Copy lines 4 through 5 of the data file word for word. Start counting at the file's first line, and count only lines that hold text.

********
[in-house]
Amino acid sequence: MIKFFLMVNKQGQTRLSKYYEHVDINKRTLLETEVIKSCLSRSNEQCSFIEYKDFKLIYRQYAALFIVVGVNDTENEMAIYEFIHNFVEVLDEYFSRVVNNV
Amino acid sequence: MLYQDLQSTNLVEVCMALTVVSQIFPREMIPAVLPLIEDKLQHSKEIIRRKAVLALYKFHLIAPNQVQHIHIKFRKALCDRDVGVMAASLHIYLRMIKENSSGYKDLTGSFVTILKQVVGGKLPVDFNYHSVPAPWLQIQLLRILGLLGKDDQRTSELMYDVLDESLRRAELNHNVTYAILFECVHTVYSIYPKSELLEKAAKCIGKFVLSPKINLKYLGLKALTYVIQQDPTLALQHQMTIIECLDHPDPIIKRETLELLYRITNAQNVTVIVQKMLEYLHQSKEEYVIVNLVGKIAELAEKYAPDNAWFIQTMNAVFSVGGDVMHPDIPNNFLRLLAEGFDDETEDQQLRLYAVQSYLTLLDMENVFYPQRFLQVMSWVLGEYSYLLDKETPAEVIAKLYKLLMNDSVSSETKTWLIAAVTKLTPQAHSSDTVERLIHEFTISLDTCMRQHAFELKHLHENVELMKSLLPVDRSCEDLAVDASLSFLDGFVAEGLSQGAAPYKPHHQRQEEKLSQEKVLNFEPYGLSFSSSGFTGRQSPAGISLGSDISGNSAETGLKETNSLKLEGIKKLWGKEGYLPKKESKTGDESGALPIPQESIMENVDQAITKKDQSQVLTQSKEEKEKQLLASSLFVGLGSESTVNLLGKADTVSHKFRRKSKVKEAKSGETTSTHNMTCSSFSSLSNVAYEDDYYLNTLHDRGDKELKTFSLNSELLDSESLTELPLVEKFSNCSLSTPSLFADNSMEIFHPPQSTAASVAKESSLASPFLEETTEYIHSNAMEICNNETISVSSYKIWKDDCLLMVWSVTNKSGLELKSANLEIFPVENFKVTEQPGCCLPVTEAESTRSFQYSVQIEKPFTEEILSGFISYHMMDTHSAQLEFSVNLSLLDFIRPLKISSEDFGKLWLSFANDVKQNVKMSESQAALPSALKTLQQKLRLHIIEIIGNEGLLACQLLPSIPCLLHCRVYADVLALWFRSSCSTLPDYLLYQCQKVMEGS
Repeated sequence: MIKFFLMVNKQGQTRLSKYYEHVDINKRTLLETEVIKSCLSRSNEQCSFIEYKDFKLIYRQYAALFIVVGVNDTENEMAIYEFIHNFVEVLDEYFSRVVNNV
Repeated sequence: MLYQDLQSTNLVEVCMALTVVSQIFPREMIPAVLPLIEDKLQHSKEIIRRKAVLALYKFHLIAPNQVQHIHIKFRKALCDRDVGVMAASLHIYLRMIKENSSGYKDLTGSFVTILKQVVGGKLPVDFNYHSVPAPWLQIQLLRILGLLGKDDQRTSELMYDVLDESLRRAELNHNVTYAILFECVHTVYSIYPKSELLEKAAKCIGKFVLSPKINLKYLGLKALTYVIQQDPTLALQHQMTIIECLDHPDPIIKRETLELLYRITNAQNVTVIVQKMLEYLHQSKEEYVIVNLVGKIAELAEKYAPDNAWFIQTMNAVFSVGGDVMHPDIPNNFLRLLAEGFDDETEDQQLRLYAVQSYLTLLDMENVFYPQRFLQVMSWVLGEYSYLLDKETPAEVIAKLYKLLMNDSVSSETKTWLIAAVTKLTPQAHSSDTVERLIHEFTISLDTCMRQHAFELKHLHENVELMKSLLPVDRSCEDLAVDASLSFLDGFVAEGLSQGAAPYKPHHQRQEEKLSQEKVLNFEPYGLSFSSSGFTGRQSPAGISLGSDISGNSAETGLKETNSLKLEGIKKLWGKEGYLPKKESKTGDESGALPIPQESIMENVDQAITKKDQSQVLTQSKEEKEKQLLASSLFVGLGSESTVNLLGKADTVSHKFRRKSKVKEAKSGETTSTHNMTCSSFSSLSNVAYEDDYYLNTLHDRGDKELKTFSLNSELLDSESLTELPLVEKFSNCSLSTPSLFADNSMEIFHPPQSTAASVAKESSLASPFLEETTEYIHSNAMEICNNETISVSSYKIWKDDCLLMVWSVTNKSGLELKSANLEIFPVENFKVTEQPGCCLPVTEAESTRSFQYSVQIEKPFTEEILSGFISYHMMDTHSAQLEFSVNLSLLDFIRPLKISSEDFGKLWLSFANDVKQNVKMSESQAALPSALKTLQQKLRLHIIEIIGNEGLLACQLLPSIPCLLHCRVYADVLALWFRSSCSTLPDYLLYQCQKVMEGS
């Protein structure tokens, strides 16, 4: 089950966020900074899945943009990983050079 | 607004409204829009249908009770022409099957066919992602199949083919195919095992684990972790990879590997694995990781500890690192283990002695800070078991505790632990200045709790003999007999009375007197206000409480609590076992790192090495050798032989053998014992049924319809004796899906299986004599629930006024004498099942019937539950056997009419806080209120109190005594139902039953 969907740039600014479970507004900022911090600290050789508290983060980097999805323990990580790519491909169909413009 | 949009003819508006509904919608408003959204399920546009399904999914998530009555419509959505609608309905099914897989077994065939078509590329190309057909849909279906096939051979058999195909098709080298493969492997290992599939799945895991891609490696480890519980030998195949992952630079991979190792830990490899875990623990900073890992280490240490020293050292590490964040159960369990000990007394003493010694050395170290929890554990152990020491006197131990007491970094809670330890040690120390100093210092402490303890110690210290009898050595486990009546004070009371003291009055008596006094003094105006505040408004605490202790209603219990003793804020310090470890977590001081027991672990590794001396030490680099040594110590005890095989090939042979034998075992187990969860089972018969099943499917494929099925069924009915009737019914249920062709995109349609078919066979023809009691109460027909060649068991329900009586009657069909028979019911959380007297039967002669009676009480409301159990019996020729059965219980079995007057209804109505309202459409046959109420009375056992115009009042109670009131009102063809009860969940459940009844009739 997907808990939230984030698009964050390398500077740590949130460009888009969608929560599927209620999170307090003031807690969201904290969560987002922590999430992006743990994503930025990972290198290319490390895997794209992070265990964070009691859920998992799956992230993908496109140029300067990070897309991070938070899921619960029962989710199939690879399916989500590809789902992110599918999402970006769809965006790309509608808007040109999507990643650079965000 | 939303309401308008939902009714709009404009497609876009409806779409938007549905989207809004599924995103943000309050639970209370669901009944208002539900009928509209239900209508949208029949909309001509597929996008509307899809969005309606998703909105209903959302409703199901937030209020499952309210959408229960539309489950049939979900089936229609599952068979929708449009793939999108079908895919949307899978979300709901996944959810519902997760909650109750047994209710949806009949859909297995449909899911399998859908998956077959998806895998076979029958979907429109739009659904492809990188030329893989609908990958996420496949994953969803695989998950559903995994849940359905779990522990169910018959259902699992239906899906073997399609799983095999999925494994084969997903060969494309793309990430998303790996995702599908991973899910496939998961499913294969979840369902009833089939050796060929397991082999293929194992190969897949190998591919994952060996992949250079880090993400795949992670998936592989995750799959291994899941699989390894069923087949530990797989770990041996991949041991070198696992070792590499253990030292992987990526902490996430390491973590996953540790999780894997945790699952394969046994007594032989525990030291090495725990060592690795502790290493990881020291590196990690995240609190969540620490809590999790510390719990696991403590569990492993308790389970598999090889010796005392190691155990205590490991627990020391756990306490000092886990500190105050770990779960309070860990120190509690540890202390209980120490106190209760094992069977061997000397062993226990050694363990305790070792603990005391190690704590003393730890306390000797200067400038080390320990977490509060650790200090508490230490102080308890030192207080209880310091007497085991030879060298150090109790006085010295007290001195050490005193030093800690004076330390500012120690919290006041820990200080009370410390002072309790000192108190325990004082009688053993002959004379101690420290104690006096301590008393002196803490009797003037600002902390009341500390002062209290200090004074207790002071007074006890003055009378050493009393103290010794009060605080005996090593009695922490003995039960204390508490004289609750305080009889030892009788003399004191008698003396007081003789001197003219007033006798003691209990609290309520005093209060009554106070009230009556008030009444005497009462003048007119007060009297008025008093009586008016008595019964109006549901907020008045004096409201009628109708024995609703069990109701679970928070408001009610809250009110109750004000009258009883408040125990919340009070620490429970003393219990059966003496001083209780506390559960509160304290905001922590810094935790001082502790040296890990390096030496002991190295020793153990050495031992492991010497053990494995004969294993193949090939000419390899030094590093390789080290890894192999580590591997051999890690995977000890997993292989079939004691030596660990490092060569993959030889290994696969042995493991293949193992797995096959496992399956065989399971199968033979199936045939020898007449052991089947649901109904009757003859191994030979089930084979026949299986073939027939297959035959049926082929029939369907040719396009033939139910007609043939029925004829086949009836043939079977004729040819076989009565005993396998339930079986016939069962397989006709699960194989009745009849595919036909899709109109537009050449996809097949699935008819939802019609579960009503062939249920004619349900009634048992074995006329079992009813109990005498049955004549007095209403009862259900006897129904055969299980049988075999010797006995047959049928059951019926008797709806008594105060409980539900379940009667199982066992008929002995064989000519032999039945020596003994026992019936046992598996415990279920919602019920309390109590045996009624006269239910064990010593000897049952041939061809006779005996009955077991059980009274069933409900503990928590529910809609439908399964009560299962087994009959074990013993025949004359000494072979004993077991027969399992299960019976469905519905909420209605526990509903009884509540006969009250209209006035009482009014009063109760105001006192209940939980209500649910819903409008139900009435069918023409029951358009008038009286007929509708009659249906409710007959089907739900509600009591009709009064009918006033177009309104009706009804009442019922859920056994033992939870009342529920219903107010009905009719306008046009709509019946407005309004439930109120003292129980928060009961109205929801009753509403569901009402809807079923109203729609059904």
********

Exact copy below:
Repeated sequence: MIKFFLMVNKQGQTRLSKYYEHVDINKRTLLETEVIKSCLSRSNEQCSFIEYKDFKLIYRQYAALFIVVGVNDTENEMAIYEFIHNFVEVLDEYFSRVVNNV
Repeated sequence: MLYQDLQSTNLVEVCMALTVVSQIFPREMIPAVLPLIEDKLQHSKEIIRRKAVLALYKFHLIAPNQVQHIHIKFRKALCDRDVGVMAASLHIYLRMIKENSSGYKDLTGSFVTILKQVVGGKLPVDFNYHSVPAPWLQIQLLRILGLLGKDDQRTSELMYDVLDESLRRAELNHNVTYAILFECVHTVYSIYPKSELLEKAAKCIGKFVLSPKINLKYLGLKALTYVIQQDPTLALQHQMTIIECLDHPDPIIKRETLELLYRITNAQNVTVIVQKMLEYLHQSKEEYVIVNLVGKIAELAEKYAPDNAWFIQTMNAVFSVGGDVMHPDIPNNFLRLLAEGFDDETEDQQLRLYAVQSYLTLLDMENVFYPQRFLQVMSWVLGEYSYLLDKETPAEVIAKLYKLLMNDSVSSETKTWLIAAVTKLTPQAHSSDTVERLIHEFTISLDTCMRQHAFELKHLHENVELMKSLLPVDRSCEDLAVDASLSFLDGFVAEGLSQGAAPYKPHHQRQEEKLSQEKVLNFEPYGLSFSSSGFTGRQSPAGISLGSDISGNSAETGLKETNSLKLEGIKKLWGKEGYLPKKESKTGDESGALPIPQESIMENVDQAITKKDQSQVLTQSKEEKEKQLLASSLFVGLGSESTVNLLGKADTVSHKFRRKSKVKEAKSGETTSTHNMTCSSFSSLSNVAYEDDYYLNTLHDRGDKELKTFSLNSELLDSESLTELPLVEKFSNCSLSTPSLFADNSMEIFHPPQSTAASVAKESSLASPFLEETTEYIHSNAMEICNNETISVSSYKIWKDDCLLMVWSVTNKSGLELKSANLEIFPVENFKVTEQPGCCLPVTEAESTRSFQYSVQIEKPFTEEILSGFISYHMMDTHSAQLEFSVNLSLLDFIRPLKISSEDFGKLWLSFANDVKQNVKMSESQAALPSALKTLQQKLRLHIIEIIGNEGLLACQLLPSIPCLLHCRVYADVLALWFRSSCSTLPDYLLYQCQKVMEGS